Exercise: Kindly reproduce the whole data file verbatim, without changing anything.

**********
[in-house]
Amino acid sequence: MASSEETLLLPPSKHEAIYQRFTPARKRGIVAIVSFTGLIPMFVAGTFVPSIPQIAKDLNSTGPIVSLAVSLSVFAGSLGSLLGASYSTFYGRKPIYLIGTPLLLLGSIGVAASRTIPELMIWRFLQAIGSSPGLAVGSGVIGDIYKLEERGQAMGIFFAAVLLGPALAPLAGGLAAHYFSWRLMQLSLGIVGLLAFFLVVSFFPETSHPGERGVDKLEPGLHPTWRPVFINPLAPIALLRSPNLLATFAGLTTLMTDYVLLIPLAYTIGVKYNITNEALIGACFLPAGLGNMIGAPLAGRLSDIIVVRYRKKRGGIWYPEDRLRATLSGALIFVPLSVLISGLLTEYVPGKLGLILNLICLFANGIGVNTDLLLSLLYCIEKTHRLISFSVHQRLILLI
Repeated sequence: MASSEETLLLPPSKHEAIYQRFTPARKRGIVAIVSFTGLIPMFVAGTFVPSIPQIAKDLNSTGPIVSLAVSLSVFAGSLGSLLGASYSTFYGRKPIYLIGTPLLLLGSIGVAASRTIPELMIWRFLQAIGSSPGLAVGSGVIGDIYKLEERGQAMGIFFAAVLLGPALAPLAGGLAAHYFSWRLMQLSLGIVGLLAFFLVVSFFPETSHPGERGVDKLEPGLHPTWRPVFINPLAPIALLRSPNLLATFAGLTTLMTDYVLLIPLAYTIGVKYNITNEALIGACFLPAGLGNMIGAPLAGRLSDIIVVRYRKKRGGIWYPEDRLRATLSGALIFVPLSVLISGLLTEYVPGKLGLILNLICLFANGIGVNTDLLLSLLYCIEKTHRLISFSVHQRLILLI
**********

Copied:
[in-house]
Amino acid sequence: MASSEETLLLPPSKHEAIYQRFTPARKRGIVAIVSFTGLIPMFVAGTFVPSIPQIAKDLNSTGPIVSLAVSLSVFAGSLGSLLGASYSTFYGRKPIYLIGTPLLLLGSIGVAASRTIPELMIWRFLQAIGSSPGLAVGSGVIGDIYKLEERGQAMGIFFAAVLLGPALAPLAGGLAAHYFSWRLMQLSLGIVGLLAFFLVVSFFPETSHPGERGVDKLEPGLHPTWRPVFINPLAPIALLRSPNLLATFAGLTTLMTDYVLLIPLAYTIGVKYNITNEALIGACFLPAGLGNMIGAPLAGRLSDIIVVRYRKKRGGIWYPEDRLRATLSGALIFVPLSVLISGLLTEYVPGKLGLILNLICLFANGIGVNTDLLLSLLYCIEKTHRLISFSVHQRLILLI
Repeated sequence: MASSEETLLLPPSKHEAIYQRFTPARKRGIVAIVSFTGLIPMFVAGTFVPSIPQIAKDLNSTGPIVSLAVSLSVFAGSLGSLLGASYSTFYGRKPIYLIGTPLLLLGSIGVAASRTIPELMIWRFLQAIGSSPGLAVGSGVIGDIYKLEERGQAMGIFFAAVLLGPALAPLAGGLAAHYFSWRLMQLSLGIVGLLAFFLVVSFFPETSHPGERGVDKLEPGLHPTWRPVFINPLAPIALLRSPNLLATFAGLTTLMTDYVLLIPLAYTIGVKYNITNEALIGACFLPAGLGNMIGAPLAGRLSDIIVVRYRKKRGGIWYPEDRLRATLSGALIFVPLSVLISGLLTEYVPGKLGLILNLICLFANGIGVNTDLLLSLLYCIEKTHRLISFSVHQRLILLI